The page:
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Oliver Camponovo: The following Century will belong to Asia

29 November 2021
- Di
Disegno di risaie asiatiche
Tempo di lettura: 3 minuti

OLIVER CAMPONOVO - Asian economies are expected to lead the next phase of globalization once the pandemic fades. More than two dozen "unicorn" start-ups have emerged from the Indian subcontinent this year alone. Asia's expanding global prominence has long been dominated by China, and Asia's continued rise in the twenty-first Century is becoming a much bigger phenomenon. The Asian Century is evolving into a fully realized regional narrative. Starting now, we are beginning to witness the complementing features of different Asian countries coming together. This is an exciting time.


That a region that in 2000 only represented a third of world GDP in purchasing power parity terms has changed dramatically. According to a McKinsey study, Asia might control up to half of the global GDP by 2040.

According to a separate estimate, Asian consumers will account for about half of global consumption growth over the next decade. Asia is predicted to have half of all upper-middle-income families and half of all international transactions.

Why is Asia leading the next chapter of globalization? Which industries will be the most dynamic in the future years?

Rapid industrialization analyzed by Oliver Camponovo

One motor is the region's continued industrialization, which has seen China become the world's most giant manufacturing powerhouse.

By 2018, China accounted for 28% of global manufacturing output, ten points ahead of the US. In 2018, manufacturing provided about 30% of the country's total economic output. While that trend is likely to continue, other Asian countries, particularly India, Thailand, Malaysia, and Indonesia, are rapidly industrializing.

As labor prices rise in established manufacturing hubs like China, low-wage countries step in to relieve some pressure.

As China's labor costs rise, supply chains for apparel, shoes, toys and electronic assembly are shifting away from the country to South and Southeast Asia countries. They are not always visually appealing, but they do bring employment and economic progress. The manufacturing sector in India still accounts for less than 15% of the country's GDP.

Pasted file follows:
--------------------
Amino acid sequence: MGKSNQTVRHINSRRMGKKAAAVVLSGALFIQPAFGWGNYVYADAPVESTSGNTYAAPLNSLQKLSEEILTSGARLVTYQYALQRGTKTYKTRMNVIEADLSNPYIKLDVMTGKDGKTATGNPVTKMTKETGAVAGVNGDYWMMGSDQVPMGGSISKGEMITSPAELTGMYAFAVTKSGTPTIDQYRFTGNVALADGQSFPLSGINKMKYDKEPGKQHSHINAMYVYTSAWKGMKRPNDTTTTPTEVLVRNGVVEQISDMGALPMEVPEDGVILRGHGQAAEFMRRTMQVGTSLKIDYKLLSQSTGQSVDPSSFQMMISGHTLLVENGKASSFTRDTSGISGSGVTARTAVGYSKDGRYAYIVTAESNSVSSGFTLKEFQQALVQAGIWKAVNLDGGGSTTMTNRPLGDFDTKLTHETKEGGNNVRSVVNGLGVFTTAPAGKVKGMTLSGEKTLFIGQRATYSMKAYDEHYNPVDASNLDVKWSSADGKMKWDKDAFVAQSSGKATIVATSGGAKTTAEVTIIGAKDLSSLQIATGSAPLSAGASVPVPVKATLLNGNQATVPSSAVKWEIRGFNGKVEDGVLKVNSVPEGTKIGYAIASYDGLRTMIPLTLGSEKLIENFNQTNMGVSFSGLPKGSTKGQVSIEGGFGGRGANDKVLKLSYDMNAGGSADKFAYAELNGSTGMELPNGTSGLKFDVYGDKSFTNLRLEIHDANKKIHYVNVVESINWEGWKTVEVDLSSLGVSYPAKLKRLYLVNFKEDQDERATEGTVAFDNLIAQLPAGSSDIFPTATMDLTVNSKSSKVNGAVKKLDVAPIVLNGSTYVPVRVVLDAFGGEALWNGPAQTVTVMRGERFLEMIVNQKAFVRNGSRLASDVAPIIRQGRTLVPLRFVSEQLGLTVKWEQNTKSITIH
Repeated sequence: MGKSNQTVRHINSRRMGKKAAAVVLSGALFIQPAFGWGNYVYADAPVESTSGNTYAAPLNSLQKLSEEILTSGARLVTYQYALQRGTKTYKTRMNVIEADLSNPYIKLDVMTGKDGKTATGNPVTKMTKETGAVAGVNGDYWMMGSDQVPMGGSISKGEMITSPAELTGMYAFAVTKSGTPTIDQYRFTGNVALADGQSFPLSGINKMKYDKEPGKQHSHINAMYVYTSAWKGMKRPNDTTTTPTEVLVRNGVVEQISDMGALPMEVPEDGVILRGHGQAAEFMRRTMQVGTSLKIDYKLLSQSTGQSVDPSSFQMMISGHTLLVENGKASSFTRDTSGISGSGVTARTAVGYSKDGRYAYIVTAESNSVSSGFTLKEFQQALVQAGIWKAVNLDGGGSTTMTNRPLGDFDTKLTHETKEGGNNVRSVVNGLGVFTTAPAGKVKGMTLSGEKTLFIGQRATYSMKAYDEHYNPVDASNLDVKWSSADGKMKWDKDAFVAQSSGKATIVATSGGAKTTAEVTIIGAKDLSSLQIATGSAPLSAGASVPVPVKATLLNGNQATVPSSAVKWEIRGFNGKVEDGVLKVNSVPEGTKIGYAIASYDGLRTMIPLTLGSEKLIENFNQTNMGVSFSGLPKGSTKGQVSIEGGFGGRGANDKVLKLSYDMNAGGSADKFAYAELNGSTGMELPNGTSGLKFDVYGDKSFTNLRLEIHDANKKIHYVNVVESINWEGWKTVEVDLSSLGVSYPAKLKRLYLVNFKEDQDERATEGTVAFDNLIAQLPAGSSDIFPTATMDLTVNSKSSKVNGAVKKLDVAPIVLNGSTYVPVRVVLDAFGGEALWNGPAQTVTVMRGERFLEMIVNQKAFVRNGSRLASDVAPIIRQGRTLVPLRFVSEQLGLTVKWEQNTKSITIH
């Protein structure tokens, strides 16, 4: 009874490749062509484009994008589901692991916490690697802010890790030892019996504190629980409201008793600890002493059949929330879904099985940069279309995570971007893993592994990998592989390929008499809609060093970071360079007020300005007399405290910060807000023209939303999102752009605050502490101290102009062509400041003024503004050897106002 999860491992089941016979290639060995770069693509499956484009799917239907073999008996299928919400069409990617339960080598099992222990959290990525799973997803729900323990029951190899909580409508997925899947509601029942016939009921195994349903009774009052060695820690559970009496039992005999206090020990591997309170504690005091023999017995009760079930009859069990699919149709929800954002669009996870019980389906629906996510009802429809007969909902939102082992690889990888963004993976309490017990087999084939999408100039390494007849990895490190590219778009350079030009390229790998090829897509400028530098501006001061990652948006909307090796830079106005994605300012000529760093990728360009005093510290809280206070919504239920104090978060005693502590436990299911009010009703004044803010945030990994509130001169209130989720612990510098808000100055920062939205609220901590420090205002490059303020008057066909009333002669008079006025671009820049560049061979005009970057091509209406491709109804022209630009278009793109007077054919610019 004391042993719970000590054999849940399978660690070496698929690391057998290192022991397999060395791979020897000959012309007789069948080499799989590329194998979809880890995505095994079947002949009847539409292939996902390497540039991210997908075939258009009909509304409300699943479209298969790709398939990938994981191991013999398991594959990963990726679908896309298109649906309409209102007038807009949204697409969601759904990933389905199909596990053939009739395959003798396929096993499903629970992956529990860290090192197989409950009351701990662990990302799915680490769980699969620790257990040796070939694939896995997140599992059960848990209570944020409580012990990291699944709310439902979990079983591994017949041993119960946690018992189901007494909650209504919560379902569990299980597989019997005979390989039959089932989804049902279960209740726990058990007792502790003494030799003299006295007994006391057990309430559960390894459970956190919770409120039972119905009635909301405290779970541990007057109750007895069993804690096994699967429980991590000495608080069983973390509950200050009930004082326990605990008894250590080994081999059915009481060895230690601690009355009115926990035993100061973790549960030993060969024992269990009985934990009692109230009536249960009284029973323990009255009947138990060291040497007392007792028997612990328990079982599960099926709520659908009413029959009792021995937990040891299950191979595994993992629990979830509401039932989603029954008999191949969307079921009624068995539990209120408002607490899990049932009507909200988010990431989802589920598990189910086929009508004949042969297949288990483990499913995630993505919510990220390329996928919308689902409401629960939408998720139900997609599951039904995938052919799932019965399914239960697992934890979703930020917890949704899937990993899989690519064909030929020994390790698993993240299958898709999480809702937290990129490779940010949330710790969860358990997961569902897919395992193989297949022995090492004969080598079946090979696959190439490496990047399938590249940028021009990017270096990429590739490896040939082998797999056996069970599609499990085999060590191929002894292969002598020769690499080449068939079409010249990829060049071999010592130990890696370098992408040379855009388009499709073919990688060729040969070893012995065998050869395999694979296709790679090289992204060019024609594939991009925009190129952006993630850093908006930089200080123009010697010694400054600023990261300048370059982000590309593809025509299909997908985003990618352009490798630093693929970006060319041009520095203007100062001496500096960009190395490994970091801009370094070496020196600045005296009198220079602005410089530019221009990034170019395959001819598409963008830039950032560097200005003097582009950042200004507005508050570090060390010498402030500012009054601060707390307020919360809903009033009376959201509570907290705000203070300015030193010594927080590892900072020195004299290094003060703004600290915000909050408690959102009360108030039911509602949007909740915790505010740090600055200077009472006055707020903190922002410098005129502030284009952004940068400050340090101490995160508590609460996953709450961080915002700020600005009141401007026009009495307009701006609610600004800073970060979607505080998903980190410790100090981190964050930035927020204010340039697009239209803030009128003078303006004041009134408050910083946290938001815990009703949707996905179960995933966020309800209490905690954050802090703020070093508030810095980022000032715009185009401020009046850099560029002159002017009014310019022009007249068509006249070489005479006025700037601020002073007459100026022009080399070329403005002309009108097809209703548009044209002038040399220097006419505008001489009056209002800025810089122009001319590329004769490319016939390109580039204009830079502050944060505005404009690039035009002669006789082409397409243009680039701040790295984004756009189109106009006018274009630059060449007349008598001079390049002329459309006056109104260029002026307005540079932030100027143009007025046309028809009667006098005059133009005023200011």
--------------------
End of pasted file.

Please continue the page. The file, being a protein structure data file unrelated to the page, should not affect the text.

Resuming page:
Urbanization in a hurry

Urbanization is another prospective growth driver in Asia, offering higher income and economic development than rural agriculture jobs. That expands and deepens the middle classes. For example, just 35% of India's 1.4 billion people live in cities, compared to 60% in China. Vietnam and Indonesia, with respective cities of 37% and 57%, have similar growth potential.

The most dynamic industries in the future years would be IT, consumer discretionary, and healthcare. Taiwan and South Korea already dominate the semiconductor business. This will only increase as the global economy becomes more digital, a new generation of digital-native employees emerges, and remote working becomes more popular.

China is already the world's largest producer of solar cells, electric vehicles (EVs), and battery storage for EVs and other electrically driven machines and devices. China's supremacy in the sector will be brutal to challenge given its size and extensive manufacturing platform.

In terms of consumer spending, the post-Covid-19 reopening of trade will spur short-term demand, while China's commitment to pushing through its "common prosperity" agenda will spur long-term demand. It's all about the middle classes, and that will help the consumer-discretionary sectors.

Additionally, Covid-19 has changed people's perceptions of health and wellness. Many people have become more concerned about their health as a result of the pandemic.

Lingering worries by Oliver Camponovo

Still, the future of Asia's growth is uncertain. One focuses on regulation, particularly changes in China's business policies. In this year's technology crackdown, the government restricted many of the country's largest technology enterprises.

Concerns about Asian companies' ability to transition to a low-carbon economy and the credibility of their ESG-related accounting are rising among worldwide investors as ESG investing takes center stage.

Transparency is essential. If we want to reach carbon neutrality, businesses must adopt this rule of thumb. Despite these challenges, the region's growth appears assured. Asia, rather than America, will likely dominate this Century.

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